And Tennessee, the 49th state in the country in voter turnout in 2016, recently enacted — and was subsequently sued over — a law that fines and punishes voter registration groups for submitting too many incomplete and inaccurate forms.
As these challenges remain, voting rights groups argue that it is necessary for Congress to restore the Voting Rights Act by enacting a new system for preclearance. Such a system is included in the Voting Rights Advancement Act, also known as HR 4, a measure introduced by Democrats earlier this year. The measure would “give the federal government a stronger ability to take action against states with a history of discrimination,” according to Vox’s Ella Nilsen.
“We can’t unring the bell,” the bill’s sponsor, Alabama Rep. Terri Sewell, told Nilsen in December. “What we’ve seen is that since Shelby, more than 30 states have imposed greater requirements for voting, and in a lot of those states, we’ve seen elections take place that have later been found to have had intentional discrimination.”
Sewell’s measure would subject states to preclearance if they had a history of discrimination in its voting system or electoral maps in the past 25 years. The formula would rely on more recent examples of voting rights violations than Section 4b did before it was struck down.
Sewell’s bill, which was initially part of a broader set of Democrat-sponsored anti-corruption reforms known as HR 1, the For the People Act, would also create a preclearance requirement for any voting or election law on a list of “known practices” — measures already shown to disproportionately affect voters of color. Chapman, the Leadership Conference voting rights director, says that this provision in particular “would really modernize the preclearance formula.”
Other efforts to restore the Voting Rights Act have come from 2020 presidential candidates. Beto O’Rourke, for example, has a voting rights and democracy reform platform that calls for automatic voter registration, cracking down on voter ID laws, limiting aspects of voter roll purges, and also pushes against other voting restrictions. And Sen. Elizabeth Warren (D-MA) used the 2019 Shelby anniversary to announce her own voting rights platform that calls for the passage of both the Voting Rights Advancement Act and the Native American Voting Rights Act as well as several election security measures.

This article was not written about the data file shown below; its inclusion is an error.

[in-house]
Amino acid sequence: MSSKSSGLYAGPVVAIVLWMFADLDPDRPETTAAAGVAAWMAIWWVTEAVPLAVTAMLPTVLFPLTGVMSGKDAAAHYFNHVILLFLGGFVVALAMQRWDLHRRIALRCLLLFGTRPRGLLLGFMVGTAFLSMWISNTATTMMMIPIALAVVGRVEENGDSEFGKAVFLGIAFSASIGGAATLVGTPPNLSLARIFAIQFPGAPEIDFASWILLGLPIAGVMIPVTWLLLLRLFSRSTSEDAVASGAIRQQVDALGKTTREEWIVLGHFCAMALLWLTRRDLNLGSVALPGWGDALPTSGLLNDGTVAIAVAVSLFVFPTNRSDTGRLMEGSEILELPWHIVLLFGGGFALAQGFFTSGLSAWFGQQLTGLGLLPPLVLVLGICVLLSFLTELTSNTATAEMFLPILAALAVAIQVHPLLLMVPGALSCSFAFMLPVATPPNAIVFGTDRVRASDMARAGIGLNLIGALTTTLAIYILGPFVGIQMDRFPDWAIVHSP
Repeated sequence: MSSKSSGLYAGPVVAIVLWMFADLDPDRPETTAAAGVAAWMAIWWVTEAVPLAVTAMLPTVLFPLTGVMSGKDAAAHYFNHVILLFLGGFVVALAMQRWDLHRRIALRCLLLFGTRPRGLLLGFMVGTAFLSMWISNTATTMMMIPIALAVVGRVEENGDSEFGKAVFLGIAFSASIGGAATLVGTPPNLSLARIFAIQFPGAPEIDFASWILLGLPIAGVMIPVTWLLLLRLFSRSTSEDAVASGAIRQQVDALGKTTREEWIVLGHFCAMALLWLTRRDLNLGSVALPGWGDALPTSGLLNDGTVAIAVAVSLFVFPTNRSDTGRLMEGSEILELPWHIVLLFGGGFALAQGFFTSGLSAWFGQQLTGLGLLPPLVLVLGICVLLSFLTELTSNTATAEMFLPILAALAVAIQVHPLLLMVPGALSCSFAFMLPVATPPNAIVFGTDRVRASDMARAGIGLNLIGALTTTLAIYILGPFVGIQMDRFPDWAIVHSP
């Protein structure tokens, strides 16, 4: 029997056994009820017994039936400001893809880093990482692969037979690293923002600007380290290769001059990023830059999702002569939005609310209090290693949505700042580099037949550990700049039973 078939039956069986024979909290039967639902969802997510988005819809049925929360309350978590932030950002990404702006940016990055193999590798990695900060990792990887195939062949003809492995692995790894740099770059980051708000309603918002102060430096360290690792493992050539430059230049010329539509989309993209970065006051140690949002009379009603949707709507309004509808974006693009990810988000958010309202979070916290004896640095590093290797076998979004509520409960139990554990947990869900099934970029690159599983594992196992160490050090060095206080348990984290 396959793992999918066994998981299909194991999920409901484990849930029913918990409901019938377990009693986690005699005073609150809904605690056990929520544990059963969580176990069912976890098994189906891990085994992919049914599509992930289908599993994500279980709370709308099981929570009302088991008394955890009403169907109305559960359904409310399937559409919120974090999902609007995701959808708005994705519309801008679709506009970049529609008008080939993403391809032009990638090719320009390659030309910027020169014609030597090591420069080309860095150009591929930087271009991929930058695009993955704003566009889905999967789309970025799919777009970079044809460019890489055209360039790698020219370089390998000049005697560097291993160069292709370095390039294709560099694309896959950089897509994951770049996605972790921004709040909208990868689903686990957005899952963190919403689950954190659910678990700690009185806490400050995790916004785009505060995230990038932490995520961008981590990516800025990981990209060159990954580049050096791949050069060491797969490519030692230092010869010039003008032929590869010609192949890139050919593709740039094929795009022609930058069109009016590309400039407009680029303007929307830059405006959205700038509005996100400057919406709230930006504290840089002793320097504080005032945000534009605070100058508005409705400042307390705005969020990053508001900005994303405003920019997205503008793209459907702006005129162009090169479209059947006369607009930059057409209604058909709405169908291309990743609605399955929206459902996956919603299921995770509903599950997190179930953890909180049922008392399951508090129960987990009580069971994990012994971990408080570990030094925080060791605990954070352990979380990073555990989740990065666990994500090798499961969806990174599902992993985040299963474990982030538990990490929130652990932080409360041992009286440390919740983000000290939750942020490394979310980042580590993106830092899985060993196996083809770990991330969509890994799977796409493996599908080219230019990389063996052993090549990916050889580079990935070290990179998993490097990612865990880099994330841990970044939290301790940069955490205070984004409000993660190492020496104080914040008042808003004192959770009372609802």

Chapman says that the attention candidates are giving voting rights matters in the larger push for momentum for additional changes to voting rights in the US, but she notes that restoring the VRA itself largely lies with Congress.
Still, as another Shelby County v. Holder anniversary arrives without full government oversight of the VRA, a protection that has now been missing for multiple election cycles and seems likely to remain absent in the 2020 elections, advocates say that it is imperative that voting rights be protected and that the country move toward expanding — not limiting — access to the ballot.
“Our voting experience in this country should not be that things are relatively easy for certain voters, while setting up hurdles for others,” Aden says. “We should not have a two-tiered system of democracy.”